Buying rooms – what you need to know

— 10 min read

Purchasing medical consulting rooms (or a partial interest in consulting rooms) is a common strategy for many specialists as they build their Private Practice. The speciality, location and size of the medical group may influence the decision to invest in a real estate asset in conjunction with running a medical services business.

You may have heard of the benefits of using a Self Managed Superannuation Fund (SMSF) to purchase real estate, however the rules governing this approach can cause considerable confusion.

Why consider a SMSF?

Superannuation is broadly taxed at 15% while you are still working and potentially taxed at 0% in retirement based on age. When purchasing consulting rooms,  this has the potential to provide significant tax benefits over time when compared to other ownership options if you have a long-term outlook, sufficient funds within superannuation and the ability to make contributions to the SMSF.

A SMSF is one of the few superannuation structures that allows the purchase of direct property by the trustee. Typically a SMSF is unable to purchase or rent property from a related party (eg from you personally or a related trust), however there is an exemption when purchasing or leasing property from a related party if the property is considered a “business real property”. Medical rooms would normally be classified as business real property, thereby making a SMSF a viable ownership option.

Investment strategy first!

Before any investment decisions are made, it is a legal requirement that you (as a SMSF trustee) consider your investment strategy. Your strategy should include details such as:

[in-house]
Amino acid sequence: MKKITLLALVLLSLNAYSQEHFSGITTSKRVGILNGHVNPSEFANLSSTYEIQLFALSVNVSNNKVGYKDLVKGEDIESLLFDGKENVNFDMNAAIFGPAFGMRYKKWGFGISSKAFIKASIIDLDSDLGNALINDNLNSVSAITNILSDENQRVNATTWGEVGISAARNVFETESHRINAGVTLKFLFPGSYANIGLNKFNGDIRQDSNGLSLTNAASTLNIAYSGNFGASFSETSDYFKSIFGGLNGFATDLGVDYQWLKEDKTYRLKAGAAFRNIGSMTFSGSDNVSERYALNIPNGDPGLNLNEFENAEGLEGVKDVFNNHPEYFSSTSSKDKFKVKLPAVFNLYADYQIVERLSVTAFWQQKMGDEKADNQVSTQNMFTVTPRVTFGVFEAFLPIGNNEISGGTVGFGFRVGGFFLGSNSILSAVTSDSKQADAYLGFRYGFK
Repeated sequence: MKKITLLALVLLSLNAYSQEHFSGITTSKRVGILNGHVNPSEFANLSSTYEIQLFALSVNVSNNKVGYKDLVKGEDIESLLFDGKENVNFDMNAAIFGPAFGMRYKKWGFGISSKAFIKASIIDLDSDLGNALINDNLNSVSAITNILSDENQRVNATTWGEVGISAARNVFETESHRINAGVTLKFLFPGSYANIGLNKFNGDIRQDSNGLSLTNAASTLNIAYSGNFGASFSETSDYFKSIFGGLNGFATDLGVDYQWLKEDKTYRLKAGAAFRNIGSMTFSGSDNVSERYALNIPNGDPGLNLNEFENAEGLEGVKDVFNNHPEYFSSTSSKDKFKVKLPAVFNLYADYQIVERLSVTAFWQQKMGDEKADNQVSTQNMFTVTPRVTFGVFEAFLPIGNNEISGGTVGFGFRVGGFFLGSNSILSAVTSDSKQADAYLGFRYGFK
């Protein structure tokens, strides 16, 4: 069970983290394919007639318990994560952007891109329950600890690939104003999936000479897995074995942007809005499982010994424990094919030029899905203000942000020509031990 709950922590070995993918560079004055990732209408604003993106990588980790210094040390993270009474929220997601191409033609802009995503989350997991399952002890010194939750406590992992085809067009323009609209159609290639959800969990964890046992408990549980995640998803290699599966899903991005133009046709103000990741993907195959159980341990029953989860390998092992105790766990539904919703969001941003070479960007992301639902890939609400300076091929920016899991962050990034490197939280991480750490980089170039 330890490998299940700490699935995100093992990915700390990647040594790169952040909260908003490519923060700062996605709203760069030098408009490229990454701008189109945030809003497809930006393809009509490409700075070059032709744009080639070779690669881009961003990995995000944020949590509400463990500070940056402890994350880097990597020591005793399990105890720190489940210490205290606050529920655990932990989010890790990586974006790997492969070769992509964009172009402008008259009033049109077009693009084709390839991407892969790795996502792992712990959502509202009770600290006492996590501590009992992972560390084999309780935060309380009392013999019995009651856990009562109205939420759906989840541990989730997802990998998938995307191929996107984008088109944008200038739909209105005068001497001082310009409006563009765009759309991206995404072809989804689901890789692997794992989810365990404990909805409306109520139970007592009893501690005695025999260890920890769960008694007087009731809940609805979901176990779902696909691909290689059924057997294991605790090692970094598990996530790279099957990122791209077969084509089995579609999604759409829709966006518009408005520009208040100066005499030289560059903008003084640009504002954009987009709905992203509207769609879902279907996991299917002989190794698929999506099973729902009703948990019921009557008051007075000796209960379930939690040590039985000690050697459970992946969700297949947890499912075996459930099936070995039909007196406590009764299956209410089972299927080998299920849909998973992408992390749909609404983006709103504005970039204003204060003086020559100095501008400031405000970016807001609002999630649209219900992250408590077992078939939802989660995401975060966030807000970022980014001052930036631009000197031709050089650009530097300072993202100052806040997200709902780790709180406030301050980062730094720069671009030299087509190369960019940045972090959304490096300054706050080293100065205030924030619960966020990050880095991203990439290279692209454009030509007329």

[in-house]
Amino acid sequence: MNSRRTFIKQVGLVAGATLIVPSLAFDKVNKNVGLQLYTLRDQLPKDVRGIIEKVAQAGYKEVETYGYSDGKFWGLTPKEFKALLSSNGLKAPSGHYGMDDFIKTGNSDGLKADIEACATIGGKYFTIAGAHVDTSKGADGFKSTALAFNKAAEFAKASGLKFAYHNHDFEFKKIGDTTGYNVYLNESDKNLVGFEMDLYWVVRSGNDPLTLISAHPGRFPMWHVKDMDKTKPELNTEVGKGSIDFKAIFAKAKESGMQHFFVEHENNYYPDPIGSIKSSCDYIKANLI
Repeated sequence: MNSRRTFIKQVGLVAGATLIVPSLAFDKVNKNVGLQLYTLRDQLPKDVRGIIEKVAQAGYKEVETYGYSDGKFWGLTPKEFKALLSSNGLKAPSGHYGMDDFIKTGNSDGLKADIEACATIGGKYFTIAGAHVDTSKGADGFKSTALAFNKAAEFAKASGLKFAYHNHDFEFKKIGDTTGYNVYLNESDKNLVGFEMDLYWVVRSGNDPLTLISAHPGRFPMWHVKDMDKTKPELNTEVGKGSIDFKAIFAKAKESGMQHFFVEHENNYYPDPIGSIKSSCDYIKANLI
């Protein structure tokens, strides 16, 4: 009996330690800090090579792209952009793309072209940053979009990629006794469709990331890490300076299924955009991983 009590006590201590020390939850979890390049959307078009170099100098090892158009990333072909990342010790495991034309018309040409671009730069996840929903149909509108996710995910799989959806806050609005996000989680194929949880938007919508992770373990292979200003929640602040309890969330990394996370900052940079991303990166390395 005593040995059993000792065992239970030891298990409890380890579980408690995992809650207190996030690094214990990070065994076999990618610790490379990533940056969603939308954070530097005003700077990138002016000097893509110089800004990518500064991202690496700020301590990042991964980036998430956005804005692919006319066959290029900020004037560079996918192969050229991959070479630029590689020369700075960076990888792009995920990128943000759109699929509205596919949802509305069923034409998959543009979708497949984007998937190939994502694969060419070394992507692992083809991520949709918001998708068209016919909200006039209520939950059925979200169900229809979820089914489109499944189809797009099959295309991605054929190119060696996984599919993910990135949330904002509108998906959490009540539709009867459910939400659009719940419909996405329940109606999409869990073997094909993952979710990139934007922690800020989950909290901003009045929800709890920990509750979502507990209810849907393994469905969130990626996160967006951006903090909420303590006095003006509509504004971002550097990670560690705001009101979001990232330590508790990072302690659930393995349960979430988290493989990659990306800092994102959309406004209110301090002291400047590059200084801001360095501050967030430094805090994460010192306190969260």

• how much exposure you would like to the property market
  • the form of exposure
  • how appropriate it is for your current circumstances

A well-diversified portfolio is essential to provide income for retirement and spread investment risk so that any single asset class, such as a property, does not dominate your SMSF risk and returns.

With the above in mind, let’s step through the potential options for owning rooms via a SMSF.

Option 1 – SMSF acquires rooms outright

A SMSF that has cash (or the SMSF members have the ability to make large initial contributions) purchases the rooms outright. This is the simplest form of ownership as the SMSF will:

  • Have all ownership rights to the rooms
  • Can lease out rooms to a related party (i.e. medical services trust) on commercial terms

Important points to consider:

  • Rooms needs to be registered in the name of the SMSF trustee
  • All rent to be paid into the SMSF bank account
  • All expenses need to be deducted from the SMSF bank account
  • The rooms can’t be used as security for other real estate (mortgage, caveats etc)

Option 2 – Use a non-geared unit trust

If Option 1 does not represent a viable solution due to the value of consulting  rooms being higher than the value of your SMSF (including the value of additional contributions), then using a non-geared unit trust may provide a solution whereby a SMSF and a related party hold units in a private unit trust (“property trust”).

While this is a more complicated method of ownership it allows the SMSF to:

  • Initially purchase a part interest in the rooms alongside another entity (normally a investment or family trust)
  • Gradually increase the SMSF’s ownership in the rooms over time by buying units in the property trust from the other related entity
  • Maintain separation of rent and  expenses, as these transactions are maintained within the property trust

Important points to consider:

  • Rooms need to be registered in the name of the trustee of the property trust